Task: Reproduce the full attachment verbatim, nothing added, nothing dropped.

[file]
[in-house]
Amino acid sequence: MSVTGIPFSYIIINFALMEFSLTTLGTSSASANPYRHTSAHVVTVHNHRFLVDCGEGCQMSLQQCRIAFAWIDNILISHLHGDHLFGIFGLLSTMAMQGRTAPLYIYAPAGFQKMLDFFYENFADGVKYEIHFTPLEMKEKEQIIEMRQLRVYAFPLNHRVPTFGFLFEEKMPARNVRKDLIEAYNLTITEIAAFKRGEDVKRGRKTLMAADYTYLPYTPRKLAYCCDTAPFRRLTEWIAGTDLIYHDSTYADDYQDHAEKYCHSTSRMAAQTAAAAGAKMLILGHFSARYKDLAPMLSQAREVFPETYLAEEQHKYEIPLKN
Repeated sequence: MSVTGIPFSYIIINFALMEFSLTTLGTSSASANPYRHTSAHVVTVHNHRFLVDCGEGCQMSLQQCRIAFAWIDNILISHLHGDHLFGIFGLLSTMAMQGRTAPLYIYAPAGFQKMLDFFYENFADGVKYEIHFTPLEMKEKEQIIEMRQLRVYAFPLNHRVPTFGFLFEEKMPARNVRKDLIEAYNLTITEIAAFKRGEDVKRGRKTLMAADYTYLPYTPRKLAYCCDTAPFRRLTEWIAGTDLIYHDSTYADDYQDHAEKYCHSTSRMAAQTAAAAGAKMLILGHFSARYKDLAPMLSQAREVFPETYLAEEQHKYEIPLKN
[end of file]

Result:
[in-house]
Amino acid sequence: MSVTGIPFSYIIINFALMEFSLTTLGTSSASANPYRHTSAHVVTVHNHRFLVDCGEGCQMSLQQCRIAFAWIDNILISHLHGDHLFGIFGLLSTMAMQGRTAPLYIYAPAGFQKMLDFFYENFADGVKYEIHFTPLEMKEKEQIIEMRQLRVYAFPLNHRVPTFGFLFEEKMPARNVRKDLIEAYNLTITEIAAFKRGEDVKRGRKTLMAADYTYLPYTPRKLAYCCDTAPFRRLTEWIAGTDLIYHDSTYADDYQDHAEKYCHSTSRMAAQTAAAAGAKMLILGHFSARYKDLAPMLSQAREVFPETYLAEEQHKYEIPLKN
Repeated sequence: MSVTGIPFSYIIINFALMEFSLTTLGTSSASANPYRHTSAHVVTVHNHRFLVDCGEGCQMSLQQCRIAFAWIDNILISHLHGDHLFGIFGLLSTMAMQGRTAPLYIYAPAGFQKMLDFFYENFADGVKYEIHFTPLEMKEKEQIIEMRQLRVYAFPLNHRVPTFGFLFEEKMPARNVRKDLIEAYNLTITEIAAFKRGEDVKRGRKTLMAADYTYLPYTPRKLAYCCDTAPFRRLTEWIAGTDLIYHDSTYADDYQDHAEKYCHSTSRMAAQTAAAAGAKMLILGHFSARYKDLAPMLSQAREVFPETYLAEEQHKYEIPLKN